By Allyn Hughes, CFP®, ChFC®, CLU®, CAP®
This article provides a short review of the steps that the next-of-kin or executor of the decedent will go through to manage the transition of an investment account after someone dies.
IRAs, Roths and other ERISA retirement accounts
When these accounts are opened, the account owner has the opportunity to name primary and contingent beneficiaries that would receive this money at the owner’s death. These beneficiaries could have been changed over time as well.
What becomes of the account depends on whether the beneficiary is the spouse or not and whether the original account owner had already begun taking required minimum distributions from the account annually after age 70.
Spouses may be able to rollover the IRA into their own IRA. Other beneficiaries can open new inherited IRA accounts to receive their share of the inheritance. Any beneficiary could choose to simply liquidate the account and withdraw all assets but in non-Roth accounts this would subject all of the withdrawal to ordinary income taxes.
Once the funds are in the Inherited IRA account, the account holder will then be able to transfer the account to a different custodian or broker of his/her choice if he/she wants to change custodians.
The new owner of the inherited IRA will eventually (in some cases immediately) have to begin making their own annual required minimum distributions. These withdrawals are based on the prior year-end account value and a life expectancy factor. Withdrawals from Traditional IRAs, 401ks and other pre-tax employer retirement plans are subject to income taxes. Withdrawals from Roth IRAs or after-tax amounts in employer retirement plans are received tax free.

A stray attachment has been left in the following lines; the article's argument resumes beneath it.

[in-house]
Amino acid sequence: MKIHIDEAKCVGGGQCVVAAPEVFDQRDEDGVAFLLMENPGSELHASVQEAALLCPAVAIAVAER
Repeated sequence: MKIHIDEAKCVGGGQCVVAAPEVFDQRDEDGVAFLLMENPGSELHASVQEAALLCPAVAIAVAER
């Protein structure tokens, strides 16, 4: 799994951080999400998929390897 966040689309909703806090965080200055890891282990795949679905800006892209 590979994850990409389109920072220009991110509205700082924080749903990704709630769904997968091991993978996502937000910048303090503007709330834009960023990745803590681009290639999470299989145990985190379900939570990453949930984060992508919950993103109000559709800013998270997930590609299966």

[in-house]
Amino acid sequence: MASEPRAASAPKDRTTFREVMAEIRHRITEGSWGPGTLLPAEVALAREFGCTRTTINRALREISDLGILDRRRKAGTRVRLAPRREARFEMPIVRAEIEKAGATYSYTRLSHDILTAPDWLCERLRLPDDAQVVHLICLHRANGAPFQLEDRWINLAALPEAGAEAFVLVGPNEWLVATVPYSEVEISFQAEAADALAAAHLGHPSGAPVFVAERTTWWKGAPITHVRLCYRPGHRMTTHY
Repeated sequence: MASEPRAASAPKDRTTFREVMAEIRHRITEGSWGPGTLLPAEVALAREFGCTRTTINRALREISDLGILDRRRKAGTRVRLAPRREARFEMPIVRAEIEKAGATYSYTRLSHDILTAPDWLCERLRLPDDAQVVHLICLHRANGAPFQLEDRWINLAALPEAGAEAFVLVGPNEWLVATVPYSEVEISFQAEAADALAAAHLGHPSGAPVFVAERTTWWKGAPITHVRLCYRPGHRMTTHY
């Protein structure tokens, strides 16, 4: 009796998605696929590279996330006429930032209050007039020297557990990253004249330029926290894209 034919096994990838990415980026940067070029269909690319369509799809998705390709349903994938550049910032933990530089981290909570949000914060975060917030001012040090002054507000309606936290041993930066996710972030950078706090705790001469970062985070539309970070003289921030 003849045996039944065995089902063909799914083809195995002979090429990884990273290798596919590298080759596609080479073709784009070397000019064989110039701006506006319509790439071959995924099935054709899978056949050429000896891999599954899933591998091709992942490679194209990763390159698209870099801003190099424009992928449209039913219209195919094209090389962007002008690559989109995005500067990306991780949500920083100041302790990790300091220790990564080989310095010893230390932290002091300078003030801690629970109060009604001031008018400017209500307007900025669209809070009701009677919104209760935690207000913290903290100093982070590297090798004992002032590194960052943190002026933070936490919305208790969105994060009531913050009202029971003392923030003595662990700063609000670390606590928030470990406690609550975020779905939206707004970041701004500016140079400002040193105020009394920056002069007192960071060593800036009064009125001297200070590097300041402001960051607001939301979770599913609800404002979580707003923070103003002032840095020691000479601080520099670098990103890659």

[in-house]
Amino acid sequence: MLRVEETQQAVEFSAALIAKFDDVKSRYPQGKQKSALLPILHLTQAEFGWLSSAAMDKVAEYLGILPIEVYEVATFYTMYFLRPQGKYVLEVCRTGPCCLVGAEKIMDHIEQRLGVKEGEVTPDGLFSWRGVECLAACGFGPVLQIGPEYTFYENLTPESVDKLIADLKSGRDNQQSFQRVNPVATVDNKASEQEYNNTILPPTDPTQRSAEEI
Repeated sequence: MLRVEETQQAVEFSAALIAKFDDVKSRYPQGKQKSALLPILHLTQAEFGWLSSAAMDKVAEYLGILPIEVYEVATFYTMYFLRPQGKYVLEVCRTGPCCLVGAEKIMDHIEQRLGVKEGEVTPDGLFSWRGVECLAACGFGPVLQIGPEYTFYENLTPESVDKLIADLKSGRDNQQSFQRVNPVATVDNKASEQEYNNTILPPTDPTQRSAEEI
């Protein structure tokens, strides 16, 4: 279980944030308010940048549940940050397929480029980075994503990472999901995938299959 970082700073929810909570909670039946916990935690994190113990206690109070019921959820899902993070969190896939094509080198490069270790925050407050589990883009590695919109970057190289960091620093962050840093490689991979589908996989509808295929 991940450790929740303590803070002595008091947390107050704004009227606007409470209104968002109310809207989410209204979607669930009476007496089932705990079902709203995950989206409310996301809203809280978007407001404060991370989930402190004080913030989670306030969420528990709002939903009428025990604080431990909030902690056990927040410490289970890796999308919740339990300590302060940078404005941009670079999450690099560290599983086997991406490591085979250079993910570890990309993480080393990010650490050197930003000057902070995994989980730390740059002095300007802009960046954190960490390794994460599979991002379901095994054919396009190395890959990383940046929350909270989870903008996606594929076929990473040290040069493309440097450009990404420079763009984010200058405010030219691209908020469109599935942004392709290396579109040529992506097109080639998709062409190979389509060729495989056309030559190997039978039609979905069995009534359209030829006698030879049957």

In some cases, withdrawals could be postponed up to five years as long as the entire account balance was withdrawn within five years. This is generally less advantageous than spreading withdrawals over life expectancy and doing them each year.
The Executor of the estate will have many responsibilities including:
- Identify the terms of the will or trust to be followed,
- If the decedent didn’t have a trust, then work with the court to manage the probate process
- Determine the amount and type of assets in the estate
- Identify creditors and pay all bills of the estate, from assets of the estate,
- Prepare the final tax return(s) and pay all taxes due (income, property, state and federal estate tax if appropriate),
- Identify how and to whom the residual assets in the estate will be distributed. Assets could be distributed to individuals or organizations,
- Make a plan to distribute these assets after all other costs of the estate have been met and the estate is closed.
The process for managing the taxable investment accounts for a decedent also involves a few steps:
- Inform the account custodian of the death and send a copy of the death certificate to the custodian.
- Open an “Estate Account” that will hold the assets that were in the decedent’s individual account(s).
- Provide the custodian with a “Letter of Testamentary” which shows that you have been appointed as the executor of the decedent’s estate by a local judge.
- Confirm the domicile of the decedent to make sure that the rules of the correct state are being followed.
- Complete the forms which will allow the executor to distribute assets in taxable accounts (or a home or other personal property) to the people named in the will or trust.
For people who are new to these steps, they are burdensome. Estate planning attorneys, financial advisors and others can help executors through these steps to simplify this process.